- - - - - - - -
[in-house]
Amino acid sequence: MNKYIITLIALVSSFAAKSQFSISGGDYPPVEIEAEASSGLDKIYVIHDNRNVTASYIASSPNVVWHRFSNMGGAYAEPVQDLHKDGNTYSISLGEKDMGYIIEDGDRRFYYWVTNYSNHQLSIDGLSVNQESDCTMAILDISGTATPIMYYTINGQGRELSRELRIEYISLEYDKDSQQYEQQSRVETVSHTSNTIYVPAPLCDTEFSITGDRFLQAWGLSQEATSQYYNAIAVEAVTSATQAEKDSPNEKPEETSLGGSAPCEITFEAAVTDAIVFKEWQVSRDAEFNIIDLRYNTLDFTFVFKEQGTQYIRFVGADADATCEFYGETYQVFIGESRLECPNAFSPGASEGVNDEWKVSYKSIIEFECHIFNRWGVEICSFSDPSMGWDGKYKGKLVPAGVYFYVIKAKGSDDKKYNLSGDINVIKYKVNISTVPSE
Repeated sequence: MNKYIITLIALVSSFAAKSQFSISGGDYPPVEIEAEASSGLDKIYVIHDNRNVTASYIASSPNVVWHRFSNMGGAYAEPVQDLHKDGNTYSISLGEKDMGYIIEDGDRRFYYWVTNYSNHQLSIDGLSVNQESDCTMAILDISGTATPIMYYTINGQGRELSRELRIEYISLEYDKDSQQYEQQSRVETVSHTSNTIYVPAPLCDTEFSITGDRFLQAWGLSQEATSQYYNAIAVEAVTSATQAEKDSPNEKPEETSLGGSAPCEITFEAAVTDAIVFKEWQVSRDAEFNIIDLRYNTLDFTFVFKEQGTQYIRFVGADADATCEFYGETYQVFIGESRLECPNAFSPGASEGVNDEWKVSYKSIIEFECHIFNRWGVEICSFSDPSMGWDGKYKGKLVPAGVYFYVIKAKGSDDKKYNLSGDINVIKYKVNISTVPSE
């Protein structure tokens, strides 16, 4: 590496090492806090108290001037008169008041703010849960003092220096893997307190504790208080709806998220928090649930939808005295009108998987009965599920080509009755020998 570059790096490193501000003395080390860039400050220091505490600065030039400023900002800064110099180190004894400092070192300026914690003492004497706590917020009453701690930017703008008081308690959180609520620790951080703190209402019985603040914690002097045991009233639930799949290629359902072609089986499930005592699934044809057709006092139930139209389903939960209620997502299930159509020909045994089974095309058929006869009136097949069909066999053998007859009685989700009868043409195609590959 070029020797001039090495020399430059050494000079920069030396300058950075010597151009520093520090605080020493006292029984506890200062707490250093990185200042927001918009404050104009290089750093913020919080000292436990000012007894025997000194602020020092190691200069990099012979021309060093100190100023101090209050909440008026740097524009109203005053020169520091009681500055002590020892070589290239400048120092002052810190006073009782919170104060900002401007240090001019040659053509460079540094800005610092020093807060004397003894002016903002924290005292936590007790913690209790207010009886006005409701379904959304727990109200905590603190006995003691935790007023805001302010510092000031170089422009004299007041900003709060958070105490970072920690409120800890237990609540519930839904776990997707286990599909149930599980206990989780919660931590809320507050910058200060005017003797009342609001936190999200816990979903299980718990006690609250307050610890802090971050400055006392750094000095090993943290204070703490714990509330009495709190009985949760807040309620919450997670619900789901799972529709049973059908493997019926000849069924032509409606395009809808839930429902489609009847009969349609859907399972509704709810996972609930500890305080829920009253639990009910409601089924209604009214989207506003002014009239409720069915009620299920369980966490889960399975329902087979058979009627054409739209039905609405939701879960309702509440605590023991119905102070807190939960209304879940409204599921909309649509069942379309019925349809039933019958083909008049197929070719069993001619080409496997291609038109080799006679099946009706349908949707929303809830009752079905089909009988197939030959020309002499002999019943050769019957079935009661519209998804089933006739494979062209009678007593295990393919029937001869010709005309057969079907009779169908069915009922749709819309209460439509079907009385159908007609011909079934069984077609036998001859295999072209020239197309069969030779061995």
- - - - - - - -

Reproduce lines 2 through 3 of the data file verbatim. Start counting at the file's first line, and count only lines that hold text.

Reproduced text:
Amino acid sequence: MNKYIITLIALVSSFAAKSQFSISGGDYPPVEIEAEASSGLDKIYVIHDNRNVTASYIASSPNVVWHRFSNMGGAYAEPVQDLHKDGNTYSISLGEKDMGYIIEDGDRRFYYWVTNYSNHQLSIDGLSVNQESDCTMAILDISGTATPIMYYTINGQGRELSRELRIEYISLEYDKDSQQYEQQSRVETVSHTSNTIYVPAPLCDTEFSITGDRFLQAWGLSQEATSQYYNAIAVEAVTSATQAEKDSPNEKPEETSLGGSAPCEITFEAAVTDAIVFKEWQVSRDAEFNIIDLRYNTLDFTFVFKEQGTQYIRFVGADADATCEFYGETYQVFIGESRLECPNAFSPGASEGVNDEWKVSYKSIIEFECHIFNRWGVEICSFSDPSMGWDGKYKGKLVPAGVYFYVIKAKGSDDKKYNLSGDINVIKYKVNISTVPSE
Repeated sequence: MNKYIITLIALVSSFAAKSQFSISGGDYPPVEIEAEASSGLDKIYVIHDNRNVTASYIASSPNVVWHRFSNMGGAYAEPVQDLHKDGNTYSISLGEKDMGYIIEDGDRRFYYWVTNYSNHQLSIDGLSVNQESDCTMAILDISGTATPIMYYTINGQGRELSRELRIEYISLEYDKDSQQYEQQSRVETVSHTSNTIYVPAPLCDTEFSITGDRFLQAWGLSQEATSQYYNAIAVEAVTSATQAEKDSPNEKPEETSLGGSAPCEITFEAAVTDAIVFKEWQVSRDAEFNIIDLRYNTLDFTFVFKEQGTQYIRFVGADADATCEFYGETYQVFIGESRLECPNAFSPGASEGVNDEWKVSYKSIIEFECHIFNRWGVEICSFSDPSMGWDGKYKGKLVPAGVYFYVIKAKGSDDKKYNLSGDINVIKYKVNISTVPSE